Presentation on theme: "Introduction The wristwatch: a common tool that not many people think about, but almost everyone uses at some time. In this presentation I hope to outline."— Presentation transcript:
Introduction The wristwatch: a common tool that not many people think about, but almost everyone uses at some time. In this presentation I hope to outline some of the resources needed to create this machine and where we get these resources from. Enjoy!
Parts Here are the parts and pieces I am going to look at: The Wristband and Buckle The Mainspring The Balance Wheel The Hairspring The Escapement The Oscillating Weight
The Wristband and Buckle There are many different types of wristband, ranging from leather to plastic; but the type I will be examining are of the metal variety. Metal wristwatches are most commonly made of an aluminum alloy, which is of course just aluminum combined with some other metal, very commonly zinc due to zincs corrosion-resistant qualities. Both of these are mined; aluminum from China, Indonesia, Jamaica and Russia. And zinc from Australia, Canada and the United States. The buckle is made of the same type of alloy. Zinc Aluminum
The Mainspring The mainspring in modern watches is made of hardened stainless steel. This metal is used because of its rigidly, which is needed to wind the watch properly. The main producers of steel (this substance is not mined, but rather produced from iron and carbon) are China, Japan, the United States, and Russia (2008). The main miners of iron are China, Australia, Brazil and India. Mainspring A steel ball
The Balance Wheel The modern balance wheel is usually made of Invar, a nickel-steel alloy which is used due to its low thermal expansion rate. The main producers of steel (this substance is not mined, but rather produced from iron and carbon) are China, Japan, the United States, and Russia (2008). The main miners of iron are China, Australia, Brazil and India. The main producers of nickel are Russia, Indonesia, Canada, and Australia. Balance Wheel A steel ball Nickel Ore
The Hairspring The modern hairspring is made primarily from a single-crystal silicon, due to the low thermal expansion in this substance. Silicon is a mineral mined from the Earth. The main producers of silicon are China (2.4 million tonnes annually), Russia (600,000 tonnes annually), and Norway (270,000 tonnes annually). Hairspring ^ Silica Sand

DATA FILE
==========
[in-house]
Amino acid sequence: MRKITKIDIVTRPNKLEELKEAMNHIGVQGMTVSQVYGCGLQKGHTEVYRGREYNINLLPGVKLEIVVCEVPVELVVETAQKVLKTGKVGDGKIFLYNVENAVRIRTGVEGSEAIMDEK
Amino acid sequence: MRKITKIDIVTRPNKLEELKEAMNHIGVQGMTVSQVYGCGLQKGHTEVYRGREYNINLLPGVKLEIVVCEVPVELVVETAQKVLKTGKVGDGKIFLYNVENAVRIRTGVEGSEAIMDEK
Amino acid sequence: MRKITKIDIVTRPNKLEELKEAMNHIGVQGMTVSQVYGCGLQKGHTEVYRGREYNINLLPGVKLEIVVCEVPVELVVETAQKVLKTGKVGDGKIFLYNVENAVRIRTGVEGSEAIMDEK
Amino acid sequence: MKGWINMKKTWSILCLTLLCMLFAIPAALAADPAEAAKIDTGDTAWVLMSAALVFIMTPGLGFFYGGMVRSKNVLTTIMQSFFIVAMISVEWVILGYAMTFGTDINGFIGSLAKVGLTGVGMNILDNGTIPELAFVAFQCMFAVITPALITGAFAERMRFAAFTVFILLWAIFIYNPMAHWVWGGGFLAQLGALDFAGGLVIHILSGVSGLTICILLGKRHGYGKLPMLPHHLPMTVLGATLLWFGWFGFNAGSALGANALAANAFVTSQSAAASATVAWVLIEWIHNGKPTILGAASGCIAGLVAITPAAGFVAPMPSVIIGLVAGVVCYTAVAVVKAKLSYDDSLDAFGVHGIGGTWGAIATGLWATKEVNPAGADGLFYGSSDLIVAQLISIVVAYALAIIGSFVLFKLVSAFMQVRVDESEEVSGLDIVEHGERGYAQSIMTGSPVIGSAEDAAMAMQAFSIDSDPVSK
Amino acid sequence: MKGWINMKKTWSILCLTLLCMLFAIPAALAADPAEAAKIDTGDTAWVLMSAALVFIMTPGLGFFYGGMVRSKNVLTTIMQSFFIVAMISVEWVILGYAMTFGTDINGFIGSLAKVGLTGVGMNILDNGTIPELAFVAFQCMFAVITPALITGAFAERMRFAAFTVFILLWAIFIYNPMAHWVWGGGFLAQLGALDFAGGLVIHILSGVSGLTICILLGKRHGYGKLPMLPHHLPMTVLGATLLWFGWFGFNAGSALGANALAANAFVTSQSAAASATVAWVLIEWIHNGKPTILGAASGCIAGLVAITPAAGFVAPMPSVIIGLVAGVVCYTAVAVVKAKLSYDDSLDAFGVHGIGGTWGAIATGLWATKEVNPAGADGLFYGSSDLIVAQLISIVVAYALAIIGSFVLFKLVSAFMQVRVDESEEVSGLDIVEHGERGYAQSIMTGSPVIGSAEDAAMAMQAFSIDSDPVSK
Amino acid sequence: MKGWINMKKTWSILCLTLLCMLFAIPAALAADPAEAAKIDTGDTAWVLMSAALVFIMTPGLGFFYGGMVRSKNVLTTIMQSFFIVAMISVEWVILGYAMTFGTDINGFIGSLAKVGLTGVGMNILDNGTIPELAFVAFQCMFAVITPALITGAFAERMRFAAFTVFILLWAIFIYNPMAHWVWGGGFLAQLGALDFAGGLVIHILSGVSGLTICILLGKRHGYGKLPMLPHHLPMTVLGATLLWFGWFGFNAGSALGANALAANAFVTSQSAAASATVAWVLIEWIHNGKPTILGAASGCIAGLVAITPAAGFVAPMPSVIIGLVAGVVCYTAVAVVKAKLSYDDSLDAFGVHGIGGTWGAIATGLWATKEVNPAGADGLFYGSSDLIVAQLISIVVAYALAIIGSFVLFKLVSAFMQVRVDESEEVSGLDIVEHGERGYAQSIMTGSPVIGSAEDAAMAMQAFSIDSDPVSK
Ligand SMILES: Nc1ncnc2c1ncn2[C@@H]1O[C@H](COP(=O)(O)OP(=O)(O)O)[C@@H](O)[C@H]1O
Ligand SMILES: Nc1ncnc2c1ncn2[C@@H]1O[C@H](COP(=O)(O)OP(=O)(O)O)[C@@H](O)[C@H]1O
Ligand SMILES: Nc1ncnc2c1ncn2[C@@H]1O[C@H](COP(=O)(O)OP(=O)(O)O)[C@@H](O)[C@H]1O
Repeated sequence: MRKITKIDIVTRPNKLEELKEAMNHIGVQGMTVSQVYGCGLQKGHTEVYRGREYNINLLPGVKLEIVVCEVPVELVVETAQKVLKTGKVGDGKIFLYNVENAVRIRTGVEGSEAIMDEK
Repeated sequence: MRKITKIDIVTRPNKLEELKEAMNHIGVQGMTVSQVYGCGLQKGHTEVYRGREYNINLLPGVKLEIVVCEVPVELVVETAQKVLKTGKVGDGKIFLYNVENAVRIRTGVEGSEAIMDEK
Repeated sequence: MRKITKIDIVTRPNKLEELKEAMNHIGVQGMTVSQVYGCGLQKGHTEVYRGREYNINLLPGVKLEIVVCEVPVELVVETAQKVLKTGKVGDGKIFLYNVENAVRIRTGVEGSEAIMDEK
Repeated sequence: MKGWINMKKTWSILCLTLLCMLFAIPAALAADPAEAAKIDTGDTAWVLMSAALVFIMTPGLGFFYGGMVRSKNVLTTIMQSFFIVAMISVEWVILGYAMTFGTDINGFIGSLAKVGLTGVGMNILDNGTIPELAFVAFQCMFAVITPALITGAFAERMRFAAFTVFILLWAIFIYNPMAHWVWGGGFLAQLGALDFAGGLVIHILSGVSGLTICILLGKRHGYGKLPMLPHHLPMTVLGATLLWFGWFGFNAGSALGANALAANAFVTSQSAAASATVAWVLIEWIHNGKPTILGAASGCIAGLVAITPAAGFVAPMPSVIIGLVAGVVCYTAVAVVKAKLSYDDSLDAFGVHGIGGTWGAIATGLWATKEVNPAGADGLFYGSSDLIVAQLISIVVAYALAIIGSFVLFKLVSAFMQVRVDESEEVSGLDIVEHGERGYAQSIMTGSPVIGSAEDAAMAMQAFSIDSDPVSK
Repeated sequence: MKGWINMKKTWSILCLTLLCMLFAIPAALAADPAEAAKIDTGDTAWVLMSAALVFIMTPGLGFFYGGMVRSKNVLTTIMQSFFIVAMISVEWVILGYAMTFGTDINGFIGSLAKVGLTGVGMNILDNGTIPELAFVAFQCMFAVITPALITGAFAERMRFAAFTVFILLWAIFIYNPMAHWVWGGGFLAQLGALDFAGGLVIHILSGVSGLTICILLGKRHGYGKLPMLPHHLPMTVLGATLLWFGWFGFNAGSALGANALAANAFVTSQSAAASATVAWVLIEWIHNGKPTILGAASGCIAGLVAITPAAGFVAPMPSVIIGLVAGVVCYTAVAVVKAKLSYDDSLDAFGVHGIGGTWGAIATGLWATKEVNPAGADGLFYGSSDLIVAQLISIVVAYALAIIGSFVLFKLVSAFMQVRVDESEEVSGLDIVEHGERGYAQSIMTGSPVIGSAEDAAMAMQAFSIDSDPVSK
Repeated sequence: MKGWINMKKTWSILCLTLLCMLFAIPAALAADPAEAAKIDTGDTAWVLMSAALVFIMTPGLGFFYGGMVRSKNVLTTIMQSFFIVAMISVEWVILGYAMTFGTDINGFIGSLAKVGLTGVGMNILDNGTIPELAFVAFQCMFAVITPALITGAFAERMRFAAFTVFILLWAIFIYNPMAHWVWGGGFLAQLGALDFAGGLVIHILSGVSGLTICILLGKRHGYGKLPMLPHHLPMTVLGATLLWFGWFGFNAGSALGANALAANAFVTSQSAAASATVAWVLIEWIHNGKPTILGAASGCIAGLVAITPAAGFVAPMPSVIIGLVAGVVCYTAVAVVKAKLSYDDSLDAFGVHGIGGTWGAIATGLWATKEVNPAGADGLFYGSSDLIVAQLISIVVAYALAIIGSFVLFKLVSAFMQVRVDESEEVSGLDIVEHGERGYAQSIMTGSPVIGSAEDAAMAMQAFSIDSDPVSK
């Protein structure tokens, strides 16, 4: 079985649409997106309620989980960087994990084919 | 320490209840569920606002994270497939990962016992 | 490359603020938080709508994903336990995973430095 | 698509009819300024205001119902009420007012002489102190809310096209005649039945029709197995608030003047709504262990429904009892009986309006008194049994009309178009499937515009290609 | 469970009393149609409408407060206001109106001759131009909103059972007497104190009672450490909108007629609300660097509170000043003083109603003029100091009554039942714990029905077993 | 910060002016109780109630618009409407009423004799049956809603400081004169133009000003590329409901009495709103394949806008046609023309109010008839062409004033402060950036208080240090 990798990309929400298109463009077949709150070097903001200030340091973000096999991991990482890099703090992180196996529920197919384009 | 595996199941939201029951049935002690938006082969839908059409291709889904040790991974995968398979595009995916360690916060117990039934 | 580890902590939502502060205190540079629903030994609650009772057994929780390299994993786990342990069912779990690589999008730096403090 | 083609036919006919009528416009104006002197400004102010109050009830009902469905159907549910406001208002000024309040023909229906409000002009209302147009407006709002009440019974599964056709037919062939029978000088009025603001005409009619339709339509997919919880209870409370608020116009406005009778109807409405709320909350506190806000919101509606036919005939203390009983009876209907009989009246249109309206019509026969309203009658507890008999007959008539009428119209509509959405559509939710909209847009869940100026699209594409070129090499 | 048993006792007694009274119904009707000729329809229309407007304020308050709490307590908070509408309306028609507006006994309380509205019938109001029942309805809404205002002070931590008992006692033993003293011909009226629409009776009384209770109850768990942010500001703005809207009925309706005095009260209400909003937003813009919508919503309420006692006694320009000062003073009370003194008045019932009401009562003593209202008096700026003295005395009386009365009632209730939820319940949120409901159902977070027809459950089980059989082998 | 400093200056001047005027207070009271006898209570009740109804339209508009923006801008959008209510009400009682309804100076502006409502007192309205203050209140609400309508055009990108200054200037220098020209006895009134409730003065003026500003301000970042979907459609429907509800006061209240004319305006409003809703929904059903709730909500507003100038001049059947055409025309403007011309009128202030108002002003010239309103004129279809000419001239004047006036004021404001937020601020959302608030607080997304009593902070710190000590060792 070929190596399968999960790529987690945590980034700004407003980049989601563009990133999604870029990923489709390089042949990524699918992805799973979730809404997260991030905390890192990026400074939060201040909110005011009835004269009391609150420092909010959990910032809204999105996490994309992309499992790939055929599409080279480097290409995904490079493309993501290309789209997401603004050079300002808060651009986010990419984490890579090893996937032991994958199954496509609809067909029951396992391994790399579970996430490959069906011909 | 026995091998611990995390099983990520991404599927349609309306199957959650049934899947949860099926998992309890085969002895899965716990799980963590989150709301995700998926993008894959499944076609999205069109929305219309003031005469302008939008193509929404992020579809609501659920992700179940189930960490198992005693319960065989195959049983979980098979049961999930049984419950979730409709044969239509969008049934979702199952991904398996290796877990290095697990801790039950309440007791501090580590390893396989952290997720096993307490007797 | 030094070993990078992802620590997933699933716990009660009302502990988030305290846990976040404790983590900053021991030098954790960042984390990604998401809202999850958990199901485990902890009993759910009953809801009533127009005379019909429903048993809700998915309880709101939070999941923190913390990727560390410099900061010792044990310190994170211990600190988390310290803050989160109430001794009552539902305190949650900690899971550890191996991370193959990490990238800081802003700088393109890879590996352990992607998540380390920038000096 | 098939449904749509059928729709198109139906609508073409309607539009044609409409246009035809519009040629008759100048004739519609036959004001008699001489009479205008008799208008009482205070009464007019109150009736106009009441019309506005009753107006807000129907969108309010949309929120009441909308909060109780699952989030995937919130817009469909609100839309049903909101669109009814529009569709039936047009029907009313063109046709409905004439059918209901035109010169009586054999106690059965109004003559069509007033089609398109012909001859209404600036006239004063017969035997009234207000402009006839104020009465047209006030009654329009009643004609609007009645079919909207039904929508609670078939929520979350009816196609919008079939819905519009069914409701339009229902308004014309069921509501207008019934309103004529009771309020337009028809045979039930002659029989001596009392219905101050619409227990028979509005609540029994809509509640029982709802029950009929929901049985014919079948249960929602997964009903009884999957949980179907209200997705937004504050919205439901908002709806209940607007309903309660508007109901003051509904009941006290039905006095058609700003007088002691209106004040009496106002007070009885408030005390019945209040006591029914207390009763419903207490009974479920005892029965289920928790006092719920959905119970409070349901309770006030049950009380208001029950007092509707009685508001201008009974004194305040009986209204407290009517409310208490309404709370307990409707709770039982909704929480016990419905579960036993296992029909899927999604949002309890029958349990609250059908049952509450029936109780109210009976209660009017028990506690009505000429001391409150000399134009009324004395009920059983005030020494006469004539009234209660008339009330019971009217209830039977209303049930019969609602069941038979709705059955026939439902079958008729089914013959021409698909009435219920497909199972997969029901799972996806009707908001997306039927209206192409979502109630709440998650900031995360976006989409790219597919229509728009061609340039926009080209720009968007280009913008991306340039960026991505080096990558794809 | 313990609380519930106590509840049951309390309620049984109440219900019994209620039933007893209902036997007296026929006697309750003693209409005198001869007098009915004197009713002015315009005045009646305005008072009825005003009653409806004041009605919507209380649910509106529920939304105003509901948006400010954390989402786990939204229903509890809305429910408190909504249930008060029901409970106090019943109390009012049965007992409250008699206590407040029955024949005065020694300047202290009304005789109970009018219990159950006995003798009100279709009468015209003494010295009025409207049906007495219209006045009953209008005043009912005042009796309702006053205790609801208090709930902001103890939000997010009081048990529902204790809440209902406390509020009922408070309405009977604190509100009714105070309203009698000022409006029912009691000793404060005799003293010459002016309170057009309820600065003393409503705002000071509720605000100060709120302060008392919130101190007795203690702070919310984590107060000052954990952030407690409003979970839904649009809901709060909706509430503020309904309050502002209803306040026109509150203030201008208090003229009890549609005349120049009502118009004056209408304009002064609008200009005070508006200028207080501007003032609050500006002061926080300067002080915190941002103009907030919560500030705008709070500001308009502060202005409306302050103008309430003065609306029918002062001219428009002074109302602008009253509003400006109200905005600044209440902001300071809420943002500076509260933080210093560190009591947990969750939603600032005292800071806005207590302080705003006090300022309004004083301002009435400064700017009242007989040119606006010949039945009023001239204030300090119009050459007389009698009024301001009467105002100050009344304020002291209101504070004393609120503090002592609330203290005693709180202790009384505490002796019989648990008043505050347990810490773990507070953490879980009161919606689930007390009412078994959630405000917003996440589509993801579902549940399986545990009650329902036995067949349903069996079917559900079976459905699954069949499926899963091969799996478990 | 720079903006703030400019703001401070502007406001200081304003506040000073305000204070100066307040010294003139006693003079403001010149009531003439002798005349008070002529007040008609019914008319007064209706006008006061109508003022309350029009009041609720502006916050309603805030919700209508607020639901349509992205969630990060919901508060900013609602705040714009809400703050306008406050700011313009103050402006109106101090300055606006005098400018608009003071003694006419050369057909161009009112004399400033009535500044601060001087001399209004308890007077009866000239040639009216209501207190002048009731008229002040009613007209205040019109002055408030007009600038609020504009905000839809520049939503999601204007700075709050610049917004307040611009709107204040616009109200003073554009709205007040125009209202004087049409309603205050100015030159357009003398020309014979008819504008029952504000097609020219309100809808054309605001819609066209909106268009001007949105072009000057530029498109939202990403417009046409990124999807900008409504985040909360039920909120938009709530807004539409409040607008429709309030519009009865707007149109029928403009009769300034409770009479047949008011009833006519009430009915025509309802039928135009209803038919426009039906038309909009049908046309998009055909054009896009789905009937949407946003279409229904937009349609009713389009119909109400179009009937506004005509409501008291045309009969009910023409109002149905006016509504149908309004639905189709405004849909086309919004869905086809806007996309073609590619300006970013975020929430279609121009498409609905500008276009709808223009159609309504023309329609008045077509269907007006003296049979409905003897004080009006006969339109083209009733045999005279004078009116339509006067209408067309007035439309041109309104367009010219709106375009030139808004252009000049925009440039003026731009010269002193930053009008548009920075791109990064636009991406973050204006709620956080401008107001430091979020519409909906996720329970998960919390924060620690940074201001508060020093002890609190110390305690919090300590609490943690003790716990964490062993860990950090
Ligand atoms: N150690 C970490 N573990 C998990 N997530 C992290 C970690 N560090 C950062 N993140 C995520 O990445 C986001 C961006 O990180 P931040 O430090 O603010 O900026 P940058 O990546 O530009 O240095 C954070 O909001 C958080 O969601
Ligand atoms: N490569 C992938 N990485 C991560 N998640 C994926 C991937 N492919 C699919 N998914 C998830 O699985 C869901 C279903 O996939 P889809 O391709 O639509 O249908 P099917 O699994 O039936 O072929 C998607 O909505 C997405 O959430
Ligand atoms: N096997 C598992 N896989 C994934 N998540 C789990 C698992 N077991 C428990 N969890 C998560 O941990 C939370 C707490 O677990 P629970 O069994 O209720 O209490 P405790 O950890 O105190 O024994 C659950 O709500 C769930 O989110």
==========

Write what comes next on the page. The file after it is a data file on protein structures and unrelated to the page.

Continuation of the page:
The Escapement The modern escapement in mechanical watches is made of Invar, which as mentioned before is a steel-nickel alloy used for its low thermal expansion. The main producers of steel (this substance is not mined, but rather produced from iron and carbon) are China, Japan, the United States, and Russia (2008). The main miners of iron are China, Australia, Brazil and India. The main producers of nickel are Russia, Indonesia, Canada, and Australia. The Escapement Nickel OreSteel Sheet
The Oscillating Weight The oscillating weight in a watch can be made from many things, depending on the model, make, and brand. But most are made from some type of heavy metal; such as lead 1. And so I will use lead as an example. The main producers of lead are Australia (about 694,000 tonnes a year), China (about 641,000 tonnes a year), and the United States (about 466,000 tonnes a year). Lead can be very harmful if allowed to get into the environment, so special care is attended to this part. Lead 1: although certain expensive watches have weights made of gold A Gold Oscillating Weight
Current Wristwatch Materials Economy Disposal: Watches are thrown into landfills or other similar ways of dealing with waste Consumption: The watch is used until it breaks or is no longer wanted (although watches usually last long) Distribution: Fine metal wristwatches are usually bought from prestigious stores Production: The refining of many alloys and creation of the watch body and watch itself Extraction: Mining of metals used in a watch Usually the line ends here, although an emerging practice is to look through watches for valuable metals. Even so, there is quite a bit of waste.
How It Could Work Better Extraction of watch materials Production of watch in safe factories Distribution through fair- trade stores Consumption and usage of watch to make sure it lasts Recycling of all watch materials after melting
Conclusion Throughout this project I have had to look deep to find the required information and it has made me think about the consumption and use of materials in todays society. I believe that certain practices in use right now are fine practices; although some (such as extraction and disposal) can be harmful to human health and the environment. They require work to find more efficient ways of execution; luckily much of this work is already taking place. I would like to extend my thanks for reading my project, and I hoped you enjoyed it. Mining uses up a lot of space Landfills are not a good way to deal with waste
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